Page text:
LOCAL LORE: Wealth, Scandal, and Tragedy

The story of Metropolis View and Edgewood 

That chunk of land to the west of Colonel Brooks’ estate and south of the Middleton estate (where Catholic University is now) was once a 410-acre tract known as Metropolis View and owned by Washington Berry. 

Approximate location of the Metropolis View tract and Berry mansion.

Berry was the son of Zachariah Berry, a wealthy Maryland planter who is estimated to have owned over 8,000 acres of land in Maryland, the District, and Kentucky. His manor house, named Concord, still stands in District Heights. At his death in 1845 various tracts in and around DC were willed to his sons and grandsons. Washington Berry served in the War of 1812, married Eliza Thomas in 1822, and shortly thereafter moved here and built a grand home he called Metropolis View, which the Evening Star described this way:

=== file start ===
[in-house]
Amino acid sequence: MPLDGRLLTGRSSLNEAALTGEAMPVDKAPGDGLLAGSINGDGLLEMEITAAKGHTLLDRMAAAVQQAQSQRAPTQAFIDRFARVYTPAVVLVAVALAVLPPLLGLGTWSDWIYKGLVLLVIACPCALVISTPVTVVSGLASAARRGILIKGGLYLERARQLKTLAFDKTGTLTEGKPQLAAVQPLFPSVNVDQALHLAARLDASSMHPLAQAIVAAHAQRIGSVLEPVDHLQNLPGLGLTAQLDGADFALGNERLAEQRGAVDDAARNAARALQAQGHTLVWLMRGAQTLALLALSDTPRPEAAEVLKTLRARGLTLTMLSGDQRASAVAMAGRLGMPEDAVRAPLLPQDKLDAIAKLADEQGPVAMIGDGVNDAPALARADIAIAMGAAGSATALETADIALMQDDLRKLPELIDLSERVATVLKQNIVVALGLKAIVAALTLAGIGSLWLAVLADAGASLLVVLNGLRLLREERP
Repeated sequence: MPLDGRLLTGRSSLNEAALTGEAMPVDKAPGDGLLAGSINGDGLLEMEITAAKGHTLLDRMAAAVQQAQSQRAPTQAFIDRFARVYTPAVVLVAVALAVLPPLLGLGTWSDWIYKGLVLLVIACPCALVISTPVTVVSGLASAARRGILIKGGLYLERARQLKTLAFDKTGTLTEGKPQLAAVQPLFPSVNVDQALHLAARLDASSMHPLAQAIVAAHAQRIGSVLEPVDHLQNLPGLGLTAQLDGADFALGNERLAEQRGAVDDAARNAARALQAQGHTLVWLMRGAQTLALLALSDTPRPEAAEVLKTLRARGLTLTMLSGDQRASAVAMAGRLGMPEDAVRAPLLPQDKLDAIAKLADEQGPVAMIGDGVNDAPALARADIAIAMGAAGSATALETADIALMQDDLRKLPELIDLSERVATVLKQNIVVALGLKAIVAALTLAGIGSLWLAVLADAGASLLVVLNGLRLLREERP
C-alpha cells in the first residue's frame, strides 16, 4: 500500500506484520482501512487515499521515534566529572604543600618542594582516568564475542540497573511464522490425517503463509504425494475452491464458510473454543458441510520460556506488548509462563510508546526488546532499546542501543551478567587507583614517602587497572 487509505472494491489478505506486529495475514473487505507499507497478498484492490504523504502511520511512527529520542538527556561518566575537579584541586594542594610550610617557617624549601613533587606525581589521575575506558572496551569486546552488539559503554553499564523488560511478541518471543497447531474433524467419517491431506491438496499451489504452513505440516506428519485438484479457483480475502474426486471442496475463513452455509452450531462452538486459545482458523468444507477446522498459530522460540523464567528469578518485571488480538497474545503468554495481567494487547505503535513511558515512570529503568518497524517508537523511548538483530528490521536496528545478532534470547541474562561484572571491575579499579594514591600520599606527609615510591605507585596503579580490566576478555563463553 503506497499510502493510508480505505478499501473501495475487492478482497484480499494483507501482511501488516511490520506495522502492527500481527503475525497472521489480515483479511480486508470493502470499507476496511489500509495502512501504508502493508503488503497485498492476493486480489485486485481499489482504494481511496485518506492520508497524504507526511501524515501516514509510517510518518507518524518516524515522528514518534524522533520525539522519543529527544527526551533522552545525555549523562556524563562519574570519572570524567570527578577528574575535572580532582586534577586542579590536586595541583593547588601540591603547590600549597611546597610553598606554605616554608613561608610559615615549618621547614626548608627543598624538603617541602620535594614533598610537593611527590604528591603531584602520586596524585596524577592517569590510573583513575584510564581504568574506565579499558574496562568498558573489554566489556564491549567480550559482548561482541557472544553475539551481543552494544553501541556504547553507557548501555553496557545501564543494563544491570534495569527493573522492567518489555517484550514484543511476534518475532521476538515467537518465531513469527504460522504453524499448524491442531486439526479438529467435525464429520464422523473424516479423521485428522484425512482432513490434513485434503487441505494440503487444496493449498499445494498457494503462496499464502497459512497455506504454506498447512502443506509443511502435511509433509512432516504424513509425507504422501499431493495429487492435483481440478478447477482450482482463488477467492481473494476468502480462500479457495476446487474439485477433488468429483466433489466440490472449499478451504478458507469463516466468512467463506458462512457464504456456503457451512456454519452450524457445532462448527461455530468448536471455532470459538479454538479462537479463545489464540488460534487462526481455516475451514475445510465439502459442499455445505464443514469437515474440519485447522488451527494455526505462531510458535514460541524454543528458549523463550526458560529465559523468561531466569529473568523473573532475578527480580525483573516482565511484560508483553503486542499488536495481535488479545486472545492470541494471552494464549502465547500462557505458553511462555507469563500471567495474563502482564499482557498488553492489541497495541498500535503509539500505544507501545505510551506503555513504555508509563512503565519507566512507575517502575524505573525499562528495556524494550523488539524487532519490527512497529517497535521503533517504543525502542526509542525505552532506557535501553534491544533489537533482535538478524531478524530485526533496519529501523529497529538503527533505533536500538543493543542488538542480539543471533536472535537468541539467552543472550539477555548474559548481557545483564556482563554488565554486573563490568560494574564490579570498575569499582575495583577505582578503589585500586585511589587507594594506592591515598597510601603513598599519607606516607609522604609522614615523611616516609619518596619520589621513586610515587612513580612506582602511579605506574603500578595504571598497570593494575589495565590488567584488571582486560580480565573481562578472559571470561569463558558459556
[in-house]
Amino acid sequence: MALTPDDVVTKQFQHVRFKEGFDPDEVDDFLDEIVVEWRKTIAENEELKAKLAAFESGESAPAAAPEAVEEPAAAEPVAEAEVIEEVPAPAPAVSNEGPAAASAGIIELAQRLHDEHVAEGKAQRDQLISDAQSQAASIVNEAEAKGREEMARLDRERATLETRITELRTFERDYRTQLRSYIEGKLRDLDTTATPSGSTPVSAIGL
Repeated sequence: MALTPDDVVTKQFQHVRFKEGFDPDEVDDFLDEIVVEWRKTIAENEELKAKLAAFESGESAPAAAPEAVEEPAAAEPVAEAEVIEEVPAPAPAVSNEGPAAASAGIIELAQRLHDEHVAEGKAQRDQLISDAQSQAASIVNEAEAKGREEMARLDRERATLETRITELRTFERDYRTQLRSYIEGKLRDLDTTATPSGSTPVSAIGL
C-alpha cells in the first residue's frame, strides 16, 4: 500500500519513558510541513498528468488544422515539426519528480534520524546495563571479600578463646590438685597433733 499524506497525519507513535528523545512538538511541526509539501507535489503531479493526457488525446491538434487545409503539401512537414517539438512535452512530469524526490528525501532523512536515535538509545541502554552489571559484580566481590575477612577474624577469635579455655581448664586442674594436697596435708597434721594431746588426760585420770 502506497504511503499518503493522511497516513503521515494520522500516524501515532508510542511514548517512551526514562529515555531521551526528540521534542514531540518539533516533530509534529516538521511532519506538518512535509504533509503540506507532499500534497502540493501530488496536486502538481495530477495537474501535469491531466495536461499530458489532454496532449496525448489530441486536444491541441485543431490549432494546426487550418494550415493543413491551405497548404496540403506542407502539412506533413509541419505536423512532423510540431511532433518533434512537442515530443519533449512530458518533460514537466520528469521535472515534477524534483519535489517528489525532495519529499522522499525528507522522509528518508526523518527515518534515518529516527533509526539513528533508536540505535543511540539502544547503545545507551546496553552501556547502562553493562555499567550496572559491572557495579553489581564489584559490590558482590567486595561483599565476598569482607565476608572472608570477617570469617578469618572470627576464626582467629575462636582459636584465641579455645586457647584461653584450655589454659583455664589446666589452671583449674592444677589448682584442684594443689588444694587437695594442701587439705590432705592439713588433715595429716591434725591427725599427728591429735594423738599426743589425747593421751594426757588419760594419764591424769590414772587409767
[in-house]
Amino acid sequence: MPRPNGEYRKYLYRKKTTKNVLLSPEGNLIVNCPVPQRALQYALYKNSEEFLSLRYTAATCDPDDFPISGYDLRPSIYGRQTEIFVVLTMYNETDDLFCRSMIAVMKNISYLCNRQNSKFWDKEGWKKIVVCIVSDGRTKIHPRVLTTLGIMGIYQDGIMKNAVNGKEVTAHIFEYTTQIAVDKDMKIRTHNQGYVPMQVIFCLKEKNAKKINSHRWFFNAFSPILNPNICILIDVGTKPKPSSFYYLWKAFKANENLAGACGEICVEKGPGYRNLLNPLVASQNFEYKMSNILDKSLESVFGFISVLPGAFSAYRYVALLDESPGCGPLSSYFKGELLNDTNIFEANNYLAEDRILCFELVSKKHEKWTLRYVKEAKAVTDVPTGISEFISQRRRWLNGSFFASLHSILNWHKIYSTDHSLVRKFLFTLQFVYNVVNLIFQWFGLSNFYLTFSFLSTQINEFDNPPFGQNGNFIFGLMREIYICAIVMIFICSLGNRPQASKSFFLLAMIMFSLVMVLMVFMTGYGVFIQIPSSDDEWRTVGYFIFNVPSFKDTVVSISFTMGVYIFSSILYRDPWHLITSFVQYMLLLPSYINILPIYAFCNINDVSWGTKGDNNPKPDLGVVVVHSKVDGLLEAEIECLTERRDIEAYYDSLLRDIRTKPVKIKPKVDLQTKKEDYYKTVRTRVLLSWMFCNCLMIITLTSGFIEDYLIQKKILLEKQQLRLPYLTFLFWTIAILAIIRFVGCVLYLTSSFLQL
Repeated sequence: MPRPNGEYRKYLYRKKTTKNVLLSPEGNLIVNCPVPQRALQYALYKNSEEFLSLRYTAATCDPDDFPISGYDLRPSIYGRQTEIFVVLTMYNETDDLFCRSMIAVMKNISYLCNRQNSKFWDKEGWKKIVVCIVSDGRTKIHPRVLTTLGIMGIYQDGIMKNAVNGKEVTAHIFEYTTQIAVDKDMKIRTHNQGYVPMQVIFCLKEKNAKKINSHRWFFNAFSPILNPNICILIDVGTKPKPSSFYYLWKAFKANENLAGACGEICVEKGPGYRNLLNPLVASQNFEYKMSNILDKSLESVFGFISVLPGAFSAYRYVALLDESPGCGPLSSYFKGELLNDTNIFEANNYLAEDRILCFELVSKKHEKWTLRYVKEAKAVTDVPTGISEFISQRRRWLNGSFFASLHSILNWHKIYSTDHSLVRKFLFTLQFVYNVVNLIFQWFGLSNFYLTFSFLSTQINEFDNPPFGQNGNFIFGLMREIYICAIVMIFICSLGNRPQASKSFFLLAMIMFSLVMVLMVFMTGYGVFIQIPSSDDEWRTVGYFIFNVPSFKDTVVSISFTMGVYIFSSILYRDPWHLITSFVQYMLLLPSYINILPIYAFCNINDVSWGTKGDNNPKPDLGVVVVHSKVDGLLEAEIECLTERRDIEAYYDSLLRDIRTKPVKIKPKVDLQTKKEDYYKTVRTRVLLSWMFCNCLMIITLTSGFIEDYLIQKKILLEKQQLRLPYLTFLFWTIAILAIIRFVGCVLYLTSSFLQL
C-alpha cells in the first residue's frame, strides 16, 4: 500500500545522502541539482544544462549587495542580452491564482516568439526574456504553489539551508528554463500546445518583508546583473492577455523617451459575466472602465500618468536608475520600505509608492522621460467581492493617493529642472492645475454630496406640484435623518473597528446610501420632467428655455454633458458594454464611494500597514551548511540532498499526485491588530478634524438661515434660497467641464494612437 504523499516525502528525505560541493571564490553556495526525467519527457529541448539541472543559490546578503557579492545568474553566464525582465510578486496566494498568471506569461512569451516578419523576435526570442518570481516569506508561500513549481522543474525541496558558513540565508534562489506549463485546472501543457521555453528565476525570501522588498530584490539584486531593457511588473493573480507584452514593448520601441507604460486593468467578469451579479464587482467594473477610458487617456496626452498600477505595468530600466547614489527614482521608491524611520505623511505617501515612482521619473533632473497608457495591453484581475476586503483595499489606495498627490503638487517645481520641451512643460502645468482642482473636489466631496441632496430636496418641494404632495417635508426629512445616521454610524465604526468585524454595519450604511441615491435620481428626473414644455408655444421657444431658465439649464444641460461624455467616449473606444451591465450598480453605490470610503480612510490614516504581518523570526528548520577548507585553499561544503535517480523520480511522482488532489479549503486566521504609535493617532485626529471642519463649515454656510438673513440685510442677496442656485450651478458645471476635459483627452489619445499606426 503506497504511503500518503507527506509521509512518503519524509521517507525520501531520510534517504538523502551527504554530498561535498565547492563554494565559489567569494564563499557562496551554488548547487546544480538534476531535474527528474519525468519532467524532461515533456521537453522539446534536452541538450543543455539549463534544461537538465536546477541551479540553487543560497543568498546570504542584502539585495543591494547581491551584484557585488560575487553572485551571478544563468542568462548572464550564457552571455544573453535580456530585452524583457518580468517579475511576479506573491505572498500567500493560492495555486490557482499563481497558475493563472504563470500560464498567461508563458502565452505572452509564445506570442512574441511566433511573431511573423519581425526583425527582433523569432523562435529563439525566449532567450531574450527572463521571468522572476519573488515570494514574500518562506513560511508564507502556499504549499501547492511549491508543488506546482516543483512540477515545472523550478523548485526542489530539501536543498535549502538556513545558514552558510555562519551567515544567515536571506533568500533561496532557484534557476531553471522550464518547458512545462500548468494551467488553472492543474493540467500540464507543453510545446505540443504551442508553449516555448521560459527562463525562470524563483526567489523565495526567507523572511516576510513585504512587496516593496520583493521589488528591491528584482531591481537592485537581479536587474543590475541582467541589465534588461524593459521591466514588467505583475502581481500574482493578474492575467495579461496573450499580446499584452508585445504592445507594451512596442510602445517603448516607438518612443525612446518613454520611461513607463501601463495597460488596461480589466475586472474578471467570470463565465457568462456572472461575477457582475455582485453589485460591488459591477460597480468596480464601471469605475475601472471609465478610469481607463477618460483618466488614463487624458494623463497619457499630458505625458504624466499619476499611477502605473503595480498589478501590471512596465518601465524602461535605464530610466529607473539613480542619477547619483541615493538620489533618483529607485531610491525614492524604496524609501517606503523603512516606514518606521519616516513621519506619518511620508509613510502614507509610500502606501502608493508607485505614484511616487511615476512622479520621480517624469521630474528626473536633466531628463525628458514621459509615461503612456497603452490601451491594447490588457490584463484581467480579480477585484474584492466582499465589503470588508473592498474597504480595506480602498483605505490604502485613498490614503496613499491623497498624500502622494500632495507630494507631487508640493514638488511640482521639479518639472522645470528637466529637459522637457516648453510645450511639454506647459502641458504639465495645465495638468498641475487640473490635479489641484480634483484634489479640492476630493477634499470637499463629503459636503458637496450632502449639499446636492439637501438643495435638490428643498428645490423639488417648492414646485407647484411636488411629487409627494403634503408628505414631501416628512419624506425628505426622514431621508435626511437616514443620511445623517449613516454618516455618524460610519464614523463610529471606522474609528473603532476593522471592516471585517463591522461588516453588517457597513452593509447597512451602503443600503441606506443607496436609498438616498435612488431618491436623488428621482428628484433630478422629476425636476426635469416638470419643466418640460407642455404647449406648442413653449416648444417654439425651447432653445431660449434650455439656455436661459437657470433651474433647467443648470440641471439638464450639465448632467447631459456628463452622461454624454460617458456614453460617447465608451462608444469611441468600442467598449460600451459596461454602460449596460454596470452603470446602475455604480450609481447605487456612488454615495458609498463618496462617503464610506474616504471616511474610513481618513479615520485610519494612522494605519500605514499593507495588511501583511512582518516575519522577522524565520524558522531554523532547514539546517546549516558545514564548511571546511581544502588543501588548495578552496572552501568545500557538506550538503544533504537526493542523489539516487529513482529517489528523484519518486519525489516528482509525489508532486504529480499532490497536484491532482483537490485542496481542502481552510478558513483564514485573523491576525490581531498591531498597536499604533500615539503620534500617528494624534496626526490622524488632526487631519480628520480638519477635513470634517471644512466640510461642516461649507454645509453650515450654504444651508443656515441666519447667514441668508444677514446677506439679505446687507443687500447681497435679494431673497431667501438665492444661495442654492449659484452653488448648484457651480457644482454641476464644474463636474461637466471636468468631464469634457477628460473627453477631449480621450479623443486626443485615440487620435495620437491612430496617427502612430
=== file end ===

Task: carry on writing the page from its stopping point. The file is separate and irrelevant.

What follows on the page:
The original house was a large double structure, with wide halls and immense rooms on either side, the ceilings of which were remarkably high. The frescoes running around the upper parts of the walls in these rooms were excellently executed and represented the fruits of agriculture. This house was built of bricks burned on the place in a kiln erected on the plat near present Eckington.

Washington Berry became a gentleman farmer, using primarily slave labor to tend the place. He and his wife appear in the 1840 census with seven children and ten slaves. In addition to the brick mansion, there were stables, a carriage house, a barn and other outbuildings. His sons owned a tract called Bellevue, at the extreme southern tip of the District, and Berry managed their farm as well as his own.


© Robert Malesky 2016